If you are injured at work, you are eligible for Workers’ Compensation benefits, which will cover the costs associated with your injury. However, if you have a pre-existing condition, it could make your Workers’ Compensation claim complicated. This is especially true if your pre-existing condition is related to your workplace injury. Your employer is responsible only for the injury that occurred at work. If your pre-existing injury affects the same body part that was injured at work, it might be hard to prove that the injury was work-related. An experienced Workers’ Compensation lawyer will work with you and fight for you to ensure that you receive the compensation you deserve.
For example, if you injured your shoulder in a previous workplace accident, and you injured the same shoulder at your current job, the benefits you will be entitled to for the new injury will be minimally reduced to account for your previous Workers’ Compensation claim. Your employer will be responsible for paying for the medical costs, including temporary disability benefits, associated with your new shoulder injury. However, it is important to understand that your permanent disability benefits may cover only the increase in permanent impairment. An example would be if you are eligible for a $20,000 permanent impairment award, but you received $18,000 from a previous award, you will likely only receive $2,000 for your new claim.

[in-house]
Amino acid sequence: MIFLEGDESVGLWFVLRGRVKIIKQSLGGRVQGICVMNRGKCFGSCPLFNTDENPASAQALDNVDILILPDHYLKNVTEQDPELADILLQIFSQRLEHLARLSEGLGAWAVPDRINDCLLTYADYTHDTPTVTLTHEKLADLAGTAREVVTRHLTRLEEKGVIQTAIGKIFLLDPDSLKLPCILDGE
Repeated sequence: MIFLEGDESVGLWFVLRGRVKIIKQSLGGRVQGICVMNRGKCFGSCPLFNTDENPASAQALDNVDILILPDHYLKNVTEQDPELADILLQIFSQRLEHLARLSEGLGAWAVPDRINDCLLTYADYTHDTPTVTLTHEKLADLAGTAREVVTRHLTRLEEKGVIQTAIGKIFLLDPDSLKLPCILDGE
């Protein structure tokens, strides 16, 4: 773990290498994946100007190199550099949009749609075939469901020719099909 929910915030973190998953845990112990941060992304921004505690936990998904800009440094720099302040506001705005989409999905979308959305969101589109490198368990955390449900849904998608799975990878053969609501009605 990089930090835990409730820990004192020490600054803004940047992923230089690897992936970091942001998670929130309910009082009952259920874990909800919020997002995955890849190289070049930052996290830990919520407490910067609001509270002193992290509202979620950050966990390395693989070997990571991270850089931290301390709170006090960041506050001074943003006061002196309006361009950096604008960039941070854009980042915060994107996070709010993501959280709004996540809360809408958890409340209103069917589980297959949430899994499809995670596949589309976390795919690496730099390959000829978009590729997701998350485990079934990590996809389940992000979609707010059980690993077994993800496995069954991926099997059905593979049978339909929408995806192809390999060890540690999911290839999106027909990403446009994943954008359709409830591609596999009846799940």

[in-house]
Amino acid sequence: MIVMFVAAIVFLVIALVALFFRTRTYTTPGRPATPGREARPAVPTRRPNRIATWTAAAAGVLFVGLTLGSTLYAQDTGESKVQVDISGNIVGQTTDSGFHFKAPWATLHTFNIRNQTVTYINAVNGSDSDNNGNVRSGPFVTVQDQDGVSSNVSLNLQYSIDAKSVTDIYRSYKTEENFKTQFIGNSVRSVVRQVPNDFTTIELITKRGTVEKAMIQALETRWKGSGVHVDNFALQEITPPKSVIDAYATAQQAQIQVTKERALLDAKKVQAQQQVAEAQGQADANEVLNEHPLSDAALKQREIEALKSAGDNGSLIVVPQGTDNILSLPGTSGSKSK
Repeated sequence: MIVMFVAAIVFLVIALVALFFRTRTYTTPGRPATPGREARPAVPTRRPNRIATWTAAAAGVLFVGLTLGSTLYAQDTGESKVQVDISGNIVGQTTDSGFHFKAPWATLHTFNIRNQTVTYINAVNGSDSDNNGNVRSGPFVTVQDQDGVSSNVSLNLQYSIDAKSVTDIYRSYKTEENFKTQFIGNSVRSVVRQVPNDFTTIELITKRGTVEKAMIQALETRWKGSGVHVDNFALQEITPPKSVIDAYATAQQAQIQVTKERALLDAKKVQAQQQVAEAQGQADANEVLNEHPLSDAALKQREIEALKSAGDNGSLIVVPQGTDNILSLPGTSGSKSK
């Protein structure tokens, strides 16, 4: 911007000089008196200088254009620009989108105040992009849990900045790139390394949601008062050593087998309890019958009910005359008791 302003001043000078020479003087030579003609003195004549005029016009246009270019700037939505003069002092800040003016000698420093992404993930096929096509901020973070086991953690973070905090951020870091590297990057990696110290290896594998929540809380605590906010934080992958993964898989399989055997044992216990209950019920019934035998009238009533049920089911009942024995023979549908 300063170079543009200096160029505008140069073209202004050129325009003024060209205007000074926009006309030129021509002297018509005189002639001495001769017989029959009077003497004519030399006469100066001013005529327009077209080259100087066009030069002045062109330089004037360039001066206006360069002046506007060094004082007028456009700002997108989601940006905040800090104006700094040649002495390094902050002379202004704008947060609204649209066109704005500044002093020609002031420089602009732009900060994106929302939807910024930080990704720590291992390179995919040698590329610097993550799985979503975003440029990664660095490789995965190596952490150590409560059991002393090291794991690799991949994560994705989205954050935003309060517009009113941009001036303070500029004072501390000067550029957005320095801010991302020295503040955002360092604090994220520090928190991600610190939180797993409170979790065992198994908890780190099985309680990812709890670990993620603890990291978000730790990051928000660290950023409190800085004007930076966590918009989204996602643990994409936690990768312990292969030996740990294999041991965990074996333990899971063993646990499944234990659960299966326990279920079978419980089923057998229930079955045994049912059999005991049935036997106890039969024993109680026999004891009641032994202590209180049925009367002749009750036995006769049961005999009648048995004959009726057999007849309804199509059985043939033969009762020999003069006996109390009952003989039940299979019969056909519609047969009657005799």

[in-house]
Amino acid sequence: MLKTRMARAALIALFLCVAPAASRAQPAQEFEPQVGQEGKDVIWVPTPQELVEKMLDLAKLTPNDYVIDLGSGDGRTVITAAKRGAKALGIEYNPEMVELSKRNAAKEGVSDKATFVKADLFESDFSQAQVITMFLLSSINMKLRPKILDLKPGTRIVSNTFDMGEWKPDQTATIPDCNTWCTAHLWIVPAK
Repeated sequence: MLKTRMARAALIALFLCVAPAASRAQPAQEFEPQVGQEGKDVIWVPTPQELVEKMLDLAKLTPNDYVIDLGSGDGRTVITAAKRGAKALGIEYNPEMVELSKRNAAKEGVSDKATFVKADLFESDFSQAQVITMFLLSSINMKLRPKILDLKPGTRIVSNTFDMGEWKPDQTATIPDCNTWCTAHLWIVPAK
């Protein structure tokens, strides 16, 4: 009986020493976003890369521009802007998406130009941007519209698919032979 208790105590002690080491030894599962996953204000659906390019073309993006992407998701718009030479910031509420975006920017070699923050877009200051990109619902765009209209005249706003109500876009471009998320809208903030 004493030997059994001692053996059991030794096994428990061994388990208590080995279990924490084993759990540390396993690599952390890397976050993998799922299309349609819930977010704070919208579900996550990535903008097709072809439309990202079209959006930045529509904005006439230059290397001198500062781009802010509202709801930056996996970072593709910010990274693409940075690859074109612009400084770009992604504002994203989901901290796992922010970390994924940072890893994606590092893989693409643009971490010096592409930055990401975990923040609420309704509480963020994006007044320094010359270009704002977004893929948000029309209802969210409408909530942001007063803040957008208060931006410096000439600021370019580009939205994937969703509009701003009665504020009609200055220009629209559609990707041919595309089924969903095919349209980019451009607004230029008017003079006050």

Aggravated Injury versus Previous Work-Related Injury
If the injury affected a body part that had been injured in a previous work accident, tell your doctor about both injuries and provide a copy of your medical records from the previous claim. Your doctor will review this information and determine whether the most recent injury is an aggravated injury or a new, but related injury. From a Workers’ Compensation perspective, this is an important distinction because you will need to fill out different paperwork, depending on the type of injury.
In certain cases, an existing injury may have little to no impact on a Workers’ Compensation claim. For example, if you dislocated your knee at a previous job, this would likely have no bearing on your current claim if your injury involved another body part. You may be required to see multiple providers so that you can continue to collect compensation for both injuries. If the previous injury and the current one prevent you from being able to return to work, either temporarily or permanently, your employer will have to determine your eligibility for a pension. A skilled Workers’ Compensation lawyer can assist you with these matters and ensure that you receive the benefits to which you are entitled.